Husband urges council to improve road safety on Lovely Lane after wife's death (From Warrington Guardian)
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Husband urges council to improve road safety on Lovely Lane after wife's death
Updated 9:09am Thursday 6th March 2014 in News
THE husband of a mum of four killed on Lovely Lane has warned Warrington Borough Council to ‘sit up and take note’ after his wife was knocked down while she was walking home with his 10-year-old daughter.
Paul Davies, of Whitecross Road, is calling for action from the council after Donna Davies, aged 42, died after being hit by a motorist driving an Audi A4 near to Warrington hospital.
The 44-year-old says more must be done to improve the safety of the road to prevent another tragedy from destroying a family.
He said: “I want the council to sit up and take note now. How many more lives have to be lost on that road for the council to do something about it?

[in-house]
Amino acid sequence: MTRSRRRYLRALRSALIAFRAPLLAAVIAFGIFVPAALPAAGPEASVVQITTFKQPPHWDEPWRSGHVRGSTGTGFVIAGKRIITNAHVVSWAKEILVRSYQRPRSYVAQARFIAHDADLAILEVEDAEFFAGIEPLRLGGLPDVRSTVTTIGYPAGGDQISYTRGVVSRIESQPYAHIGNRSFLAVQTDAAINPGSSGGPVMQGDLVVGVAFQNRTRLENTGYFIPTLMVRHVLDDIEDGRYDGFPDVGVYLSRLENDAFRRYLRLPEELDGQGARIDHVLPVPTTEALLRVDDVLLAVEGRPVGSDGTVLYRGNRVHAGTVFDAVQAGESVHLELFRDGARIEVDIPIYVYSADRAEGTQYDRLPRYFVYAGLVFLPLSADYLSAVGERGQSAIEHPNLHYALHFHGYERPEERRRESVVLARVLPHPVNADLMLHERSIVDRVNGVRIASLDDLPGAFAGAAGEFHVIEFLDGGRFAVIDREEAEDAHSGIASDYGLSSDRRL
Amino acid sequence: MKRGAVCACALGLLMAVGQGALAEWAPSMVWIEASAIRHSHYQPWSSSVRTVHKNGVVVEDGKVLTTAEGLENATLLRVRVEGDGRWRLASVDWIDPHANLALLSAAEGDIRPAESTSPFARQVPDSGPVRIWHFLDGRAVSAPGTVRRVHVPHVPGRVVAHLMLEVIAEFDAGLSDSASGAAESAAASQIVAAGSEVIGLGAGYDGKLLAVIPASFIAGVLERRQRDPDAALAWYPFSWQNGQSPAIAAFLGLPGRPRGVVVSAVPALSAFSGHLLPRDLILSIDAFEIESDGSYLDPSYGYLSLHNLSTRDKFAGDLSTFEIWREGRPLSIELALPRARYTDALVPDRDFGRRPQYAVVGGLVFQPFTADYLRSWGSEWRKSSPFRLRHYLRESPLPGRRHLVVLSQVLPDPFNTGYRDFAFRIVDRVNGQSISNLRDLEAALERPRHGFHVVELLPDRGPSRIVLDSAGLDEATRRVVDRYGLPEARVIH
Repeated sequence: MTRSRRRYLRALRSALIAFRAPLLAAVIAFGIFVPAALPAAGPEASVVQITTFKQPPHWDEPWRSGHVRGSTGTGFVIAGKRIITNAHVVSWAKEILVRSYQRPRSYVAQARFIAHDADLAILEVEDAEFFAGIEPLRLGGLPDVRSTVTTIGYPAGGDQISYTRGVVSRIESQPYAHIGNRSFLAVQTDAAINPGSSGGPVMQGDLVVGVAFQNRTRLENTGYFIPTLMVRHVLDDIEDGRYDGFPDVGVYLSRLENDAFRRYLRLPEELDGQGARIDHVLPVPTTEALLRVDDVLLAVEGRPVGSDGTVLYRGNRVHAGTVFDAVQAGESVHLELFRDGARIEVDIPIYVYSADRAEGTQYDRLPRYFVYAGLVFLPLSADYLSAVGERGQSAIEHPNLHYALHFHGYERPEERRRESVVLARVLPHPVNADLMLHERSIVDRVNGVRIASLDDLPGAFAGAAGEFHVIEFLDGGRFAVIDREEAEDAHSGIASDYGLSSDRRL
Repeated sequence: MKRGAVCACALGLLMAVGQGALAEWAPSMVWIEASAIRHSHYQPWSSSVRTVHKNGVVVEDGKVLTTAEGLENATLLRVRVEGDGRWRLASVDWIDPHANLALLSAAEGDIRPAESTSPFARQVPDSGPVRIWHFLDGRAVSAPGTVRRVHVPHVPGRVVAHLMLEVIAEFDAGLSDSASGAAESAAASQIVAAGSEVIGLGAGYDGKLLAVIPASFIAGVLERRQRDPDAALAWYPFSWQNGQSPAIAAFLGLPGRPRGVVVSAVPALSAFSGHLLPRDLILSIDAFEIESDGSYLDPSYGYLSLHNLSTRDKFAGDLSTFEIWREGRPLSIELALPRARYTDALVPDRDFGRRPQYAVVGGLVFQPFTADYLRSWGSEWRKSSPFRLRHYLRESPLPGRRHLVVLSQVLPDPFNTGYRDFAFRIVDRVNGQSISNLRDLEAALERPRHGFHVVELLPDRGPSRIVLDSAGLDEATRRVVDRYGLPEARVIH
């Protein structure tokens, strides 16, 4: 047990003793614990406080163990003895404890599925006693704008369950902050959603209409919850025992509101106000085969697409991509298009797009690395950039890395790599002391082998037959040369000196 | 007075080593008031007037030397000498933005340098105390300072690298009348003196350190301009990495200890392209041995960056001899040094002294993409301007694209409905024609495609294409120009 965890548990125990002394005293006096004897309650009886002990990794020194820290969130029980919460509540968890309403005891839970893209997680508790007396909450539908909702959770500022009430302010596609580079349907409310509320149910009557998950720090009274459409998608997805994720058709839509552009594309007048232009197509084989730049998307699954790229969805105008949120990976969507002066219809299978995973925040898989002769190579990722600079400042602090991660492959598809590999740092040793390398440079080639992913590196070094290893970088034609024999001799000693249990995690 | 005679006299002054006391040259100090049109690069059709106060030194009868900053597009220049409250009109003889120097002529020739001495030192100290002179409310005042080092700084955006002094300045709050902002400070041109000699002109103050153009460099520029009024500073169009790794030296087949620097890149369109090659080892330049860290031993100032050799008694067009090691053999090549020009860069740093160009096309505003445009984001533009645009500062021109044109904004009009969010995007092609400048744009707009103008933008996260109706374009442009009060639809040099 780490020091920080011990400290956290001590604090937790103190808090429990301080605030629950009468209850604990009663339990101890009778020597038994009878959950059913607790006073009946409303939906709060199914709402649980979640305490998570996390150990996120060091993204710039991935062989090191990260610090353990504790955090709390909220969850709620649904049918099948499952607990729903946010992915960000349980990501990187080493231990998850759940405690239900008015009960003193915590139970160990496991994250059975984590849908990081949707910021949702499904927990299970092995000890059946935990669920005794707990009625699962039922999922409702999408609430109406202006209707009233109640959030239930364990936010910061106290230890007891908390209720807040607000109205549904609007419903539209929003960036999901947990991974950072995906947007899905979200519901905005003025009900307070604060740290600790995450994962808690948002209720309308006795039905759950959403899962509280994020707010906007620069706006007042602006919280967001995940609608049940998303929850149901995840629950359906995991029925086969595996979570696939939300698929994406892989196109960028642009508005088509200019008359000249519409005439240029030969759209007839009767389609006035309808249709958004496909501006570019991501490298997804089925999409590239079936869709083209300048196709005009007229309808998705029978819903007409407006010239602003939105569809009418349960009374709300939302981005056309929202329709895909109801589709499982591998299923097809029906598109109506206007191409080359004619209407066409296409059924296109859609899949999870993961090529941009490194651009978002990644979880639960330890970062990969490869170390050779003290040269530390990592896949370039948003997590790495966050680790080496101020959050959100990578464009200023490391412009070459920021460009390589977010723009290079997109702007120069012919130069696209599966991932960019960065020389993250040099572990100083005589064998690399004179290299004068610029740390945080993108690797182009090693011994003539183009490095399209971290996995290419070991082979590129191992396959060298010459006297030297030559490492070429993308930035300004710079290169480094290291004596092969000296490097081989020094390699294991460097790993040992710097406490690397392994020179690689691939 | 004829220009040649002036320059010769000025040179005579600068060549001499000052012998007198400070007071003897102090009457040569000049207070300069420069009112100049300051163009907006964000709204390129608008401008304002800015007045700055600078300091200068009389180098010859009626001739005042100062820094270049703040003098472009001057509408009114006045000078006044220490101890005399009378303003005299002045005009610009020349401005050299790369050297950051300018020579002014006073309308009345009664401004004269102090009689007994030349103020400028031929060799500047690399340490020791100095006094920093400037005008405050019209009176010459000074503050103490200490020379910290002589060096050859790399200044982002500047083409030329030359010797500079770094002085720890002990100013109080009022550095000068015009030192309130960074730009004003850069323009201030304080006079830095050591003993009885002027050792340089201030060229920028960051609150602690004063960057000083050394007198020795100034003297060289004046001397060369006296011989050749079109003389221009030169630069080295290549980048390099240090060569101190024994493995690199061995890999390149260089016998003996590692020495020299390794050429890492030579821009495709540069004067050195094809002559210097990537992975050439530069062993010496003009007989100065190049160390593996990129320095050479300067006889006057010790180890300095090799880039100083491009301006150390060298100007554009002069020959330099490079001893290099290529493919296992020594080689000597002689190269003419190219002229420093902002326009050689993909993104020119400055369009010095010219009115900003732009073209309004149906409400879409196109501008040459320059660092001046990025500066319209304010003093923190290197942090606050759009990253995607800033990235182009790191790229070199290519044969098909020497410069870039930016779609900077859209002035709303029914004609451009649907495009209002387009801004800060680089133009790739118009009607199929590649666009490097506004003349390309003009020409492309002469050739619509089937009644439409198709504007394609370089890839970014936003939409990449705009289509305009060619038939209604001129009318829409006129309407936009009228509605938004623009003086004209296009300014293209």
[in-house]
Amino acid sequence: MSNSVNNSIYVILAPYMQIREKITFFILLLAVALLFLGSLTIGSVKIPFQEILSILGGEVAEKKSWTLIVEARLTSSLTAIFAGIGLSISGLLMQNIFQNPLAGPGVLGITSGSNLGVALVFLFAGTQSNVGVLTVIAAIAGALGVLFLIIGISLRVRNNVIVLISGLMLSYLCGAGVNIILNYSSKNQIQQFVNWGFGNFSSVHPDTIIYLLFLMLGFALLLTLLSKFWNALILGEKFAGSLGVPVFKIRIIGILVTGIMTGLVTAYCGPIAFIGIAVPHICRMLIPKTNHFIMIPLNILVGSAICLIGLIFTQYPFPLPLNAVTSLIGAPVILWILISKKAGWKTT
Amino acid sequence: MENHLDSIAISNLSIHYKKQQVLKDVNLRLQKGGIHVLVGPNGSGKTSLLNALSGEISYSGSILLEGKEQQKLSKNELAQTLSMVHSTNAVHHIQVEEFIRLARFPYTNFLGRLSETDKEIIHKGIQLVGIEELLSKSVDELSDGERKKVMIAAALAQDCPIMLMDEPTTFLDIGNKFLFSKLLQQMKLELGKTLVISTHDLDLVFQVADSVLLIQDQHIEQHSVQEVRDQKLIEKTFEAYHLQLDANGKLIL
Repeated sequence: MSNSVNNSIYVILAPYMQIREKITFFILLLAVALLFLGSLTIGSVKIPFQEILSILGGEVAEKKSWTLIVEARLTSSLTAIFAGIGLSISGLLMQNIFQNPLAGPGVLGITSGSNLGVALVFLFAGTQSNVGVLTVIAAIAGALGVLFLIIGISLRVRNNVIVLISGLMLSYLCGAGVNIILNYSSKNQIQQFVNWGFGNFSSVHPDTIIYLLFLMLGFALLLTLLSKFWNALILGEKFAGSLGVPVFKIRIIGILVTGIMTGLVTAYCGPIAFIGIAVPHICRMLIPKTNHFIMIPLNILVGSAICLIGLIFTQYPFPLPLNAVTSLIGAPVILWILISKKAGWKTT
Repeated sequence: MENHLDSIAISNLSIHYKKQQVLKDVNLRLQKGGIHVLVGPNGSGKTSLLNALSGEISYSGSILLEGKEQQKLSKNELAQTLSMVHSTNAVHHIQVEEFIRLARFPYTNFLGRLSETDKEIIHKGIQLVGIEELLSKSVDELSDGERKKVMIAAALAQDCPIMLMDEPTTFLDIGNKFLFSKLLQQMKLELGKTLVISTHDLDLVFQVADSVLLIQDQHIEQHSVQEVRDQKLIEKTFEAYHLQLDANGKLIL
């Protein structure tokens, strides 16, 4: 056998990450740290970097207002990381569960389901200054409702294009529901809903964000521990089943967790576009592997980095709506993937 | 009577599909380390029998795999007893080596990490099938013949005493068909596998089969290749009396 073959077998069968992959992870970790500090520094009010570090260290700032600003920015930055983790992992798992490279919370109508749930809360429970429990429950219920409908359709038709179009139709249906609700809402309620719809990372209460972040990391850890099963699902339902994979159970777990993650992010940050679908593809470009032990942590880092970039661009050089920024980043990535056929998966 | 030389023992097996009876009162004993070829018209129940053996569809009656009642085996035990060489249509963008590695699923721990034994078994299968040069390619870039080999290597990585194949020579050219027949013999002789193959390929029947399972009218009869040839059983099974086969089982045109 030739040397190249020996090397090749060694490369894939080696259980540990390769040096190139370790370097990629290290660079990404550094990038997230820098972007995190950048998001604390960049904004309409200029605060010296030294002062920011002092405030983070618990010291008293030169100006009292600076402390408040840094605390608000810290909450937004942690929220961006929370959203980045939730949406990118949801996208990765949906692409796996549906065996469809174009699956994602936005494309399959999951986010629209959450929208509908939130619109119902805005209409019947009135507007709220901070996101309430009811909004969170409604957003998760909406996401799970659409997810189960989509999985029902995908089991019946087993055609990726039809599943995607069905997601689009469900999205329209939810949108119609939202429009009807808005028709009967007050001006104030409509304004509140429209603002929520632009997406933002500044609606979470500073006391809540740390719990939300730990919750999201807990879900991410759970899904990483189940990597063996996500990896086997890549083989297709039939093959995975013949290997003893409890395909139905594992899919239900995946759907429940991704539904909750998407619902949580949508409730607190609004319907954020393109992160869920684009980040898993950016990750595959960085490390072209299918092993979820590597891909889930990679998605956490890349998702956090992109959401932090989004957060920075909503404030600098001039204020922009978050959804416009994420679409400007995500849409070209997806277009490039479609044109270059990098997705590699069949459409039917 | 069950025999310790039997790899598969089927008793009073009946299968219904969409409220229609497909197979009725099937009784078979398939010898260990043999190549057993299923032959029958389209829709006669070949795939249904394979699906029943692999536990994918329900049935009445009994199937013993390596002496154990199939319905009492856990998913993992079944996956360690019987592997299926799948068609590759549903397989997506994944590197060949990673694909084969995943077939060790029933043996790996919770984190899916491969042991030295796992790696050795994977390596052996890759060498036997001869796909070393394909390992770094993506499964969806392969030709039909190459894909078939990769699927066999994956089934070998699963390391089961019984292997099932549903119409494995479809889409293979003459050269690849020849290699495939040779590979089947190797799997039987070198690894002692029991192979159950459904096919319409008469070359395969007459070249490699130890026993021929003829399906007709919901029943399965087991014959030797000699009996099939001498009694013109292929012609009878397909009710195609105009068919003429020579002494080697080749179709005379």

“Donna has died and nothing will bring her back but the council should be looking to make sure an accident like this never happens again.”
The father of four is determined to make sure something positive comes from Donna’s death and believes speed cameras would be a start.
But this is not the first serious accident on Lovely Lane to result in a death with many more crashes leaving both motorists and pedestrians in hospital.
From 2003 to 2005, there were 43 road collisions with 58 people injured and one death and, from 2008 to 2013, there have been 48 crashes with 70 people injured and one death.
Philip Goose, senior community engagement officer at road safety charity Brake, said they are in full support of Paul’s campaign to make the road safer.
“Speed cameras are a well evidenced, cost-effective method of reducing speeding and casualties on the roads they are sited, so we fully support their use.
“We are calling on local authorities and the government to implement more measures to make walking and cycling safer especially widespread 20mph limits in built up areas, safe pavements and paths, and speed enforcement.
“These steps help protect people, prevent needless deaths and injuries, and enable people to walk and cycle more.”
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